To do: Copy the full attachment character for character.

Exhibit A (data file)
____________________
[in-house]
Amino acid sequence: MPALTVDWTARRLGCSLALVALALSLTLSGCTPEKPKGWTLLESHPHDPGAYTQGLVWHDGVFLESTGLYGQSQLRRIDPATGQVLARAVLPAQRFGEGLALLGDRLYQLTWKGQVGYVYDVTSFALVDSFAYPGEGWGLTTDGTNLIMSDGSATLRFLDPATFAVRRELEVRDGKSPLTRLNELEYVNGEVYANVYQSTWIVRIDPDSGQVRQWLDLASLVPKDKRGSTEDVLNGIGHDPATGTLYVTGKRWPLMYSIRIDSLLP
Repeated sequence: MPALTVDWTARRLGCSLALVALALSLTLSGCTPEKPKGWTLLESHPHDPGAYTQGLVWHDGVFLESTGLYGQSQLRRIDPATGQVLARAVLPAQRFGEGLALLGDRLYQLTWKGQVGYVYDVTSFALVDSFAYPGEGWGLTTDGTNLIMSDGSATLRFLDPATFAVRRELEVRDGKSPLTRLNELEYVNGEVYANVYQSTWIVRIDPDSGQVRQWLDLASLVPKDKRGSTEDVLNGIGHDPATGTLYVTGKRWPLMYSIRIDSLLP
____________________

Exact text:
[in-house]
Amino acid sequence: MPALTVDWTARRLGCSLALVALALSLTLSGCTPEKPKGWTLLESHPHDPGAYTQGLVWHDGVFLESTGLYGQSQLRRIDPATGQVLARAVLPAQRFGEGLALLGDRLYQLTWKGQVGYVYDVTSFALVDSFAYPGEGWGLTTDGTNLIMSDGSATLRFLDPATFAVRRELEVRDGKSPLTRLNELEYVNGEVYANVYQSTWIVRIDPDSGQVRQWLDLASLVPKDKRGSTEDVLNGIGHDPATGTLYVTGKRWPLMYSIRIDSLLP
Repeated sequence: MPALTVDWTARRLGCSLALVALALSLTLSGCTPEKPKGWTLLESHPHDPGAYTQGLVWHDGVFLESTGLYGQSQLRRIDPATGQVLARAVLPAQRFGEGLALLGDRLYQLTWKGQVGYVYDVTSFALVDSFAYPGEGWGLTTDGTNLIMSDGSATLRFLDPATFAVRRELEVRDGKSPLTRLNELEYVNGEVYANVYQSTWIVRIDPDSGQVRQWLDLASLVPKDKRGSTEDVLNGIGHDPATGTLYVTGKRWPLMYSIRIDSLLP